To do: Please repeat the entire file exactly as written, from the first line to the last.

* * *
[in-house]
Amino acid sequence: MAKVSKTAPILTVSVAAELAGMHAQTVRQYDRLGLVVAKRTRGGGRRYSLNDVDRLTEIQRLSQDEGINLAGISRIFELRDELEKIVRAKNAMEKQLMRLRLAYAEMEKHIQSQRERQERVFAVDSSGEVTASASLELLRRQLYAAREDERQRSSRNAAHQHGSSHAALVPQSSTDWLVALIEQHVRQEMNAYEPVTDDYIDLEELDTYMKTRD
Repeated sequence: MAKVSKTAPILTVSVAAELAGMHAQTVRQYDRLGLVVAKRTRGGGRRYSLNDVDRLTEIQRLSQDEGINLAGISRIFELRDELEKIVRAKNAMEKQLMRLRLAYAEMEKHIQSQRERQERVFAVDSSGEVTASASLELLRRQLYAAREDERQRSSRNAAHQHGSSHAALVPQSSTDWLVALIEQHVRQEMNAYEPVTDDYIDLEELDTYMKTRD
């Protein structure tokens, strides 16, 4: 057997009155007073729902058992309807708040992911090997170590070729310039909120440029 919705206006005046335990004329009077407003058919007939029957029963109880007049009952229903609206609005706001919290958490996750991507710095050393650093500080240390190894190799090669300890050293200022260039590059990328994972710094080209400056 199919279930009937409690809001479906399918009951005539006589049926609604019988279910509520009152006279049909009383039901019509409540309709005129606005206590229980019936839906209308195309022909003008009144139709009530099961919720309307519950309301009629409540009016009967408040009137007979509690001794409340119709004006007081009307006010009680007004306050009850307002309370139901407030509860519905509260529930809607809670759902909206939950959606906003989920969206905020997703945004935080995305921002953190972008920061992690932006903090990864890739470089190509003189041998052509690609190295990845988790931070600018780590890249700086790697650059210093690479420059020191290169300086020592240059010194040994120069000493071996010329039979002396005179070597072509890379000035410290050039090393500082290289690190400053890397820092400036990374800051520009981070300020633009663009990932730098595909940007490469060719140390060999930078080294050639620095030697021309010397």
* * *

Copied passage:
[in-house]
Amino acid sequence: MAKVSKTAPILTVSVAAELAGMHAQTVRQYDRLGLVVAKRTRGGGRRYSLNDVDRLTEIQRLSQDEGINLAGISRIFELRDELEKIVRAKNAMEKQLMRLRLAYAEMEKHIQSQRERQERVFAVDSSGEVTASASLELLRRQLYAAREDERQRSSRNAAHQHGSSHAALVPQSSTDWLVALIEQHVRQEMNAYEPVTDDYIDLEELDTYMKTRD
Repeated sequence: MAKVSKTAPILTVSVAAELAGMHAQTVRQYDRLGLVVAKRTRGGGRRYSLNDVDRLTEIQRLSQDEGINLAGISRIFELRDELEKIVRAKNAMEKQLMRLRLAYAEMEKHIQSQRERQERVFAVDSSGEVTASASLELLRRQLYAAREDERQRSSRNAAHQHGSSHAALVPQSSTDWLVALIEQHVRQEMNAYEPVTDDYIDLEELDTYMKTRD
């Protein structure tokens, strides 16, 4: 057997009155007073729902058992309807708040992911090997170590070729310039909120440029 919705206006005046335990004329009077407003058919007939029957029963109880007049009952229903609206609005706001919290958490996750991507710095050393650093500080240390190894190799090669300890050293200022260039590059990328994972710094080209400056 199919279930009937409690809001479906399918009951005539006589049926609604019988279910509520009152006279049909009383039901019509409540309709005129606005206590229980019936839906209308195309022909003008009144139709009530099961919720309307519950309301009629409540009016009967408040009137007979509690001794409340119709004006007081009307006010009680007004306050009850307002309370139901407030509860519905509260529930809607809670759902909206939950959606906003989920969206905020997703945004935080995305921002953190972008920061992690932006903090990864890739470089190509003189041998052509690609190295990845988790931070600018780590890249700086790697650059210093690479420059020191290169300086020592240059010194040994120069000493071996010329039979002396005179070597072509890379000035410290050039090393500082290289690190400053890397820092400036990374800051520009981070300020633009663009990932730098595909940007490469060719140390060999930078080294050639620095030697021309010397």